Whenever I produced a new book of dances, people would ask “Is there music with it?” and it was no use me saying “Yes, it's printed with the dance instructions”. What they meant was recorded music, and without it some would say there was no point in buying the book, since their club only used recorded music.
In America things are very different. Almost always there is live music at a session of English dancing — typically piano, or piano and fiddle. Why is this? It's not good enough to say that everyone in the States earns a vast salary and they can therefore afford live music; admission charges to dances aren't any higher than they are in England. I think it's largely a question of attitude; the basic assumption over there is “Of course we have live music at our weekly or fortnightly dance evening”, whereas the attitude in England tends to be “We couldn't possibly afford a band” or “There just aren't any musicians in our area”. These are examples of self-fulfilling prophecies; if you don't believe there are any suitable musicians around, you won't bother to look for them, therefore you won't find them. The country is full of amateur and semi-professional musicians of all styles and standards. And many of them might be interested in playing for Folk Dancing if they were asked, encouraged and appreciated. To some musicians who already play traditional or Playford-style music it's a revelation that people actually dance to this, and they will probably feel great satisfaction in providing the music for dancers. Gene Murrow, a first-rate caller and musician from New York State, says that Early Music organisations are a great place to find potential players for English Country Dance. Of course, playing for dancing is quite different from a concert or a jam session; the musicians will need to learn how to start and finish, how to set (and keep) a reasonable tempo, how to give the “lift” that encourages dancers to get up off the floor rather than pushing them down into it. But these things can be taught; interested musicians can go to a Folk Camp, Folk Festival or Musicians Band session and pick up a lot of useful information. Experienced Band musicians are often very willing to come along and pass on advice to new musicians. The most important thing is that the club is actively encouraging new musicians, giving them pointers on how to improve, and appreciating them at whatever level they have reached. They could start by playing for just one or two dances per evening, just as you might have a guest spot for an inexperienced caller.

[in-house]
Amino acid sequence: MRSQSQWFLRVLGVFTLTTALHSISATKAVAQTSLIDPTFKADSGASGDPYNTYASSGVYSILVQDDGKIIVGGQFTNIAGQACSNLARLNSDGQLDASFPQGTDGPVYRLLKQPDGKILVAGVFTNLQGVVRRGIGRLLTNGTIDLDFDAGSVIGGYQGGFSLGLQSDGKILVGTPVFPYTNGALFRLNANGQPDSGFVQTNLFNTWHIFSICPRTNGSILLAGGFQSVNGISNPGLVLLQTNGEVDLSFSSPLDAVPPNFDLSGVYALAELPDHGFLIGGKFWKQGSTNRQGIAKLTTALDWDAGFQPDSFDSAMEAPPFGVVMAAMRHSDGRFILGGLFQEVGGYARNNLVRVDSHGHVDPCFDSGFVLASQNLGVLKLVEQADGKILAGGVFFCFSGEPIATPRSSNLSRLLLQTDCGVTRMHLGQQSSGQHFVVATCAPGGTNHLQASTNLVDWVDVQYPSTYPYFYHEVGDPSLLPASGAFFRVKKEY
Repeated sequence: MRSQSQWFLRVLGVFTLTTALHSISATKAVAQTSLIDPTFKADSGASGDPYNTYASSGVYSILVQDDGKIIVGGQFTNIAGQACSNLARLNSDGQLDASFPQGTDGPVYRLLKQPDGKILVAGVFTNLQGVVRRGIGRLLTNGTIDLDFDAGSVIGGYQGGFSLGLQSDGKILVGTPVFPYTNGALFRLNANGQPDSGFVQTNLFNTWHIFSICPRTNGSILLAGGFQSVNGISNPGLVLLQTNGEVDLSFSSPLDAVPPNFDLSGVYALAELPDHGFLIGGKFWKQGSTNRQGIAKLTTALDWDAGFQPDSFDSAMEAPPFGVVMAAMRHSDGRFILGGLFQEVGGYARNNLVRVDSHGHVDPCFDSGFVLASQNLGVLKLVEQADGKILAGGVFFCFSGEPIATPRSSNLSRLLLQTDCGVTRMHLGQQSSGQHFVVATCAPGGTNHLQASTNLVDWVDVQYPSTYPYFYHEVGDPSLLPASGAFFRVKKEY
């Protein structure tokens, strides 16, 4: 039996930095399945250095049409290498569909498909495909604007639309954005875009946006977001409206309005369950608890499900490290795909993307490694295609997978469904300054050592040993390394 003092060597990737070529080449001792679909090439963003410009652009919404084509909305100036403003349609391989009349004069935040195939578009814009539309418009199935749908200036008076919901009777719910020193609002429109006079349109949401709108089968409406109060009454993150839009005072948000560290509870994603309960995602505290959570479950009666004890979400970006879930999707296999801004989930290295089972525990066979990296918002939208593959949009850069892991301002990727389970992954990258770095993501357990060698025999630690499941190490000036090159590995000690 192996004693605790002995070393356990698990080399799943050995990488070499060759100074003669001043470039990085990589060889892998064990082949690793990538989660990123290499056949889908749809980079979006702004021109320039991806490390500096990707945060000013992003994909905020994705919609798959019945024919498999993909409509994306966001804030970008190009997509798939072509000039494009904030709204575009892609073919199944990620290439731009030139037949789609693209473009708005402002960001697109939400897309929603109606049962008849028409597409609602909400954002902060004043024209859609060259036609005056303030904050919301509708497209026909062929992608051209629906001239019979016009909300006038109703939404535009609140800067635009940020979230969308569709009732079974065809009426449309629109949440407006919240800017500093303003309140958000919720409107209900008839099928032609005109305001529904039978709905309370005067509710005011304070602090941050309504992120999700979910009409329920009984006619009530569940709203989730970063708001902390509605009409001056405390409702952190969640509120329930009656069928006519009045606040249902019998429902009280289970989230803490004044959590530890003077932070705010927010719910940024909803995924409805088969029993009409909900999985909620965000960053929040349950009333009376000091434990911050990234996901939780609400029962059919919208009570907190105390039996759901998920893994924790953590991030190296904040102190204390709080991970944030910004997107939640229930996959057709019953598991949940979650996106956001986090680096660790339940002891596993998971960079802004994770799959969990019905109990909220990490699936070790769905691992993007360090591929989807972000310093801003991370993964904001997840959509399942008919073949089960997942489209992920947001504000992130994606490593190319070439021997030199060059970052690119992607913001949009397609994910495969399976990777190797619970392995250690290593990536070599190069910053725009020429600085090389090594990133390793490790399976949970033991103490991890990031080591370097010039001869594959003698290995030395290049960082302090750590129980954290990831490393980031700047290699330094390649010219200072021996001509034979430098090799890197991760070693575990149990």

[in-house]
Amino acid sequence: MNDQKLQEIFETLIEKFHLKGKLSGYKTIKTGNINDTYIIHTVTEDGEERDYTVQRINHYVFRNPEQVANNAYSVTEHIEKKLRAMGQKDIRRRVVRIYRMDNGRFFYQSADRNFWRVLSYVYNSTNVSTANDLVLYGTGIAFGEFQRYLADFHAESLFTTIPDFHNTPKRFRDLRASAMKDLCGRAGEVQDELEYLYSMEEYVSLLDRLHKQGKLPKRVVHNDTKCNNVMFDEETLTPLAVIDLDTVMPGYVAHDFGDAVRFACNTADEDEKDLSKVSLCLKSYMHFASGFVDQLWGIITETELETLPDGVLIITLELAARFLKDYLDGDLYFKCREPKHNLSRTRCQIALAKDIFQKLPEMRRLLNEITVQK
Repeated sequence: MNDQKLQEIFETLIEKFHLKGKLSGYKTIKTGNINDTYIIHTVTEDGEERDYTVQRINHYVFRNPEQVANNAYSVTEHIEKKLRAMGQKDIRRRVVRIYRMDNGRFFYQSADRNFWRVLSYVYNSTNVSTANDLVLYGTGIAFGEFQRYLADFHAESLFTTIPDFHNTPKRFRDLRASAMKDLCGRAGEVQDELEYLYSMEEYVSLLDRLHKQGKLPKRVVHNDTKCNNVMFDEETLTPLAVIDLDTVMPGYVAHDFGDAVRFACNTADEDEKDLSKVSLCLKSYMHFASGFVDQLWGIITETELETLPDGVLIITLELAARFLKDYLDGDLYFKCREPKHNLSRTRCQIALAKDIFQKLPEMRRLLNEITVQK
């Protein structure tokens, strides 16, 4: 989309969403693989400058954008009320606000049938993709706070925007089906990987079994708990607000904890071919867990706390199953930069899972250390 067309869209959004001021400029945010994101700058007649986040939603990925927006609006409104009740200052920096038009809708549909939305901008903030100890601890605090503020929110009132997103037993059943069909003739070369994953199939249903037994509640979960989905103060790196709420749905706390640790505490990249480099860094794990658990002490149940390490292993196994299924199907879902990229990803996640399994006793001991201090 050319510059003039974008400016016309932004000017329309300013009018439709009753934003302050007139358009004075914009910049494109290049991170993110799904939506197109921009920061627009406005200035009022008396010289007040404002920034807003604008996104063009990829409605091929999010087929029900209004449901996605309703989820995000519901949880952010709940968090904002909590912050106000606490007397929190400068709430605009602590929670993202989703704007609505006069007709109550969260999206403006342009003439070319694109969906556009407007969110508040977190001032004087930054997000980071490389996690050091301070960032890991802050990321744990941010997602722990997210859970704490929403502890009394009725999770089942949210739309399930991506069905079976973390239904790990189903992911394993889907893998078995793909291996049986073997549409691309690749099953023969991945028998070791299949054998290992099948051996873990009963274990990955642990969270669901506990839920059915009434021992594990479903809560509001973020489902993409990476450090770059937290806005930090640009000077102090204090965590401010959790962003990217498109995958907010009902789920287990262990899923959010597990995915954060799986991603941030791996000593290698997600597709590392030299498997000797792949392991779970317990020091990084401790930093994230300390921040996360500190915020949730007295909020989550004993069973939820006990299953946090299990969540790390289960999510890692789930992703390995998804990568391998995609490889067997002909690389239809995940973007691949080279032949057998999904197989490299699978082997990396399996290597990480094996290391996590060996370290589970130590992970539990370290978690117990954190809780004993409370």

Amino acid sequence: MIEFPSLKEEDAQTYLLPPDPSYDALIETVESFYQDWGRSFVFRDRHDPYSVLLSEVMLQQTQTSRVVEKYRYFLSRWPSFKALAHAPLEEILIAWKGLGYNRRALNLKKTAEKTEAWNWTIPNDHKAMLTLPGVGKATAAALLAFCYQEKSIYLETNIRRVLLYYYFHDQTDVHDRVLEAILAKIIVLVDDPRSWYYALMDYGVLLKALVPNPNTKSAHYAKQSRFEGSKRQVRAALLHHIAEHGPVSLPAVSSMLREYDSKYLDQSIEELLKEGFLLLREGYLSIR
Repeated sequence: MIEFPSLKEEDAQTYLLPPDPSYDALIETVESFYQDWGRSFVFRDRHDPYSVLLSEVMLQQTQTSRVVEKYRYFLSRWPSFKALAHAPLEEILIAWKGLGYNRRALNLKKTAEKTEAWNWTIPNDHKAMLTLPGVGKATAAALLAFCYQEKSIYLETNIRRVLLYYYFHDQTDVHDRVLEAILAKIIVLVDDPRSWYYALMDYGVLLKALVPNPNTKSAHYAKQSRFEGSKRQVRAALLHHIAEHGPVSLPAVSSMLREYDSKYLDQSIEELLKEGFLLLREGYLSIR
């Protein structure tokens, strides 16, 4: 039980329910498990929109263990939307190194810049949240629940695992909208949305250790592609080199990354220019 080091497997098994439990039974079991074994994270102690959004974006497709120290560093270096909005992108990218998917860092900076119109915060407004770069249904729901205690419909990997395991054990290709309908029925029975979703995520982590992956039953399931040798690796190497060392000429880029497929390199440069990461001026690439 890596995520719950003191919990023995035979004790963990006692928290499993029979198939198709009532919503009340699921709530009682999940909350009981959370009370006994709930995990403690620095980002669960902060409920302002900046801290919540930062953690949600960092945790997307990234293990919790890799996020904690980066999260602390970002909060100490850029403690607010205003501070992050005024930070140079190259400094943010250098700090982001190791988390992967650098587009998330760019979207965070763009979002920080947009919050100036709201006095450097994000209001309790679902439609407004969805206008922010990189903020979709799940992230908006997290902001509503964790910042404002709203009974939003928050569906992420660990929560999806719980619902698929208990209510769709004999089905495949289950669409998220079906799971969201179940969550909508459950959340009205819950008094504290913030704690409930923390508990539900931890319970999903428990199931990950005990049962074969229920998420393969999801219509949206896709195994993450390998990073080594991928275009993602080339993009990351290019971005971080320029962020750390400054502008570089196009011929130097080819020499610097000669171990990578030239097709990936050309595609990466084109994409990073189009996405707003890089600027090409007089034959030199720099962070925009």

But — you may say — what's wrong with recorded music? Some recorded music is indeed wonderful — I love the EFDSS Playford recordings by the Orange and Blue (now available on CD) and the first two recordings by Bare Necessities, for instance. I've produced six recordings of music for my dances, and I'm very proud of them. But in my opinion, no matter how good a recording is it doesn't compare with live music. I'd much rather dance to one reasonably good musician (an accordionist for instance) than the best recorded band. And when I'm calling, the distinction is even more clear-cut; I very seldom work with recorded music, and when I do I usually don't get any satisfaction from it. And it's such hard work! With live music I can just say “Indian Queen” or “32-bar American reels” and then concentrate on teaching the dance rather than searching for the correct tape/CD and track. It gives me the flexibility to change my programme if the level of dancers is different from what I expected, and it means I'm not limited to the recordings I happen to own. Of course, I'm not advocating throwing fistfulls of new music at musicians and expecting them to sight-read it, and if you're training up new musicians you may need to stick exactly to the programme they've been practicing for weeks, but gradually their repertoire, skill and confidence will increase.